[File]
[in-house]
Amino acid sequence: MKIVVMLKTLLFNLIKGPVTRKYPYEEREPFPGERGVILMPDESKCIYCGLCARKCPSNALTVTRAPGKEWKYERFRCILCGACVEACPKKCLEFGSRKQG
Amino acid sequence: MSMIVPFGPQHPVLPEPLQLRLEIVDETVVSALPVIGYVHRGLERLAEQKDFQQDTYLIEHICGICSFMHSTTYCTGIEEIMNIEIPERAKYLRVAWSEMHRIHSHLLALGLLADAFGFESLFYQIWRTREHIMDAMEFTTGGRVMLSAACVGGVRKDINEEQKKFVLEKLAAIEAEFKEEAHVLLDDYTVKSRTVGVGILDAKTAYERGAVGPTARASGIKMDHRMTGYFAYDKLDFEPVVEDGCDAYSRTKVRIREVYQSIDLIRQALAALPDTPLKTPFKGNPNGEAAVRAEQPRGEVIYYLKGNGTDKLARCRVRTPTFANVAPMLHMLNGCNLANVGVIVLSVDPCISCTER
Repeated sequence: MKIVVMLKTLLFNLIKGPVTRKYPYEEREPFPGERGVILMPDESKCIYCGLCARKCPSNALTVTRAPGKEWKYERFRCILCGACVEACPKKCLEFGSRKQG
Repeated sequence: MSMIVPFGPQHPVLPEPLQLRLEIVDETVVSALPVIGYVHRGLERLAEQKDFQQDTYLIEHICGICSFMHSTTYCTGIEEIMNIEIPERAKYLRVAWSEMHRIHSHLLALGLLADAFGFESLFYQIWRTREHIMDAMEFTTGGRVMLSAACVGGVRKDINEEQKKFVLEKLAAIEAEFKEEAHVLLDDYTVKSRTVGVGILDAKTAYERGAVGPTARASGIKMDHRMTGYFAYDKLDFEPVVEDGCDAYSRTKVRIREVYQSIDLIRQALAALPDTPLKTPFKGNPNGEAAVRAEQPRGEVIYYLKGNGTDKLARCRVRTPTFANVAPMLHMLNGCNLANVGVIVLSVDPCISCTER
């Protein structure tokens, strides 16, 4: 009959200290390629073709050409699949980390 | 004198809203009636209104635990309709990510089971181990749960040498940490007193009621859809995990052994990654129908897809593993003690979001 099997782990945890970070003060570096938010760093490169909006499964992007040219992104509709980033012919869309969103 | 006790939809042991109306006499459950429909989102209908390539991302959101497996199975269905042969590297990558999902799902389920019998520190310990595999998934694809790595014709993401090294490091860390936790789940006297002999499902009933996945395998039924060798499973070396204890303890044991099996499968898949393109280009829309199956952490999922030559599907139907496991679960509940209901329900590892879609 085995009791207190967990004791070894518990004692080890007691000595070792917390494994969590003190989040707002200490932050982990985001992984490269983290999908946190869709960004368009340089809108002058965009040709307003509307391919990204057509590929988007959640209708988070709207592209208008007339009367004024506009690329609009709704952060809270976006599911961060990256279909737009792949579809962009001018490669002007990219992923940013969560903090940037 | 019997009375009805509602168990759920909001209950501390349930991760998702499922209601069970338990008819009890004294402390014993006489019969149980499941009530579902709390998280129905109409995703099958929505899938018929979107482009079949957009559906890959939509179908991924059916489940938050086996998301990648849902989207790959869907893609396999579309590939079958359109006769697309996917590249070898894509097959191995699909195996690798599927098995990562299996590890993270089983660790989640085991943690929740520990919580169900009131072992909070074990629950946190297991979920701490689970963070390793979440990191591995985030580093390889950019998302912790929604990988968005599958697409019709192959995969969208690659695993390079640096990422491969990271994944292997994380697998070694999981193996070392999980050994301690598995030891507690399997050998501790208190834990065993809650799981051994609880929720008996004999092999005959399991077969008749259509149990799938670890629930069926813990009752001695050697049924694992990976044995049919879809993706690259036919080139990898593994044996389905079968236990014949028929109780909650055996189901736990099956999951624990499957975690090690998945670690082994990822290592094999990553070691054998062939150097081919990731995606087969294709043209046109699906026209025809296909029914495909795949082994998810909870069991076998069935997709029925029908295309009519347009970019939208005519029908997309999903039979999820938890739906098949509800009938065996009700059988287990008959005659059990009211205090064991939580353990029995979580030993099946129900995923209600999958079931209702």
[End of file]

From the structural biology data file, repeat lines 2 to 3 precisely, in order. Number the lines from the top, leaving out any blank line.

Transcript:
Amino acid sequence: MKIVVMLKTLLFNLIKGPVTRKYPYEEREPFPGERGVILMPDESKCIYCGLCARKCPSNALTVTRAPGKEWKYERFRCILCGACVEACPKKCLEFGSRKQG
Amino acid sequence: MSMIVPFGPQHPVLPEPLQLRLEIVDETVVSALPVIGYVHRGLERLAEQKDFQQDTYLIEHICGICSFMHSTTYCTGIEEIMNIEIPERAKYLRVAWSEMHRIHSHLLALGLLADAFGFESLFYQIWRTREHIMDAMEFTTGGRVMLSAACVGGVRKDINEEQKKFVLEKLAAIEAEFKEEAHVLLDDYTVKSRTVGVGILDAKTAYERGAVGPTARASGIKMDHRMTGYFAYDKLDFEPVVEDGCDAYSRTKVRIREVYQSIDLIRQALAALPDTPLKTPFKGNPNGEAAVRAEQPRGEVIYYLKGNGTDKLARCRVRTPTFANVAPMLHMLNGCNLANVGVIVLSVDPCISCTER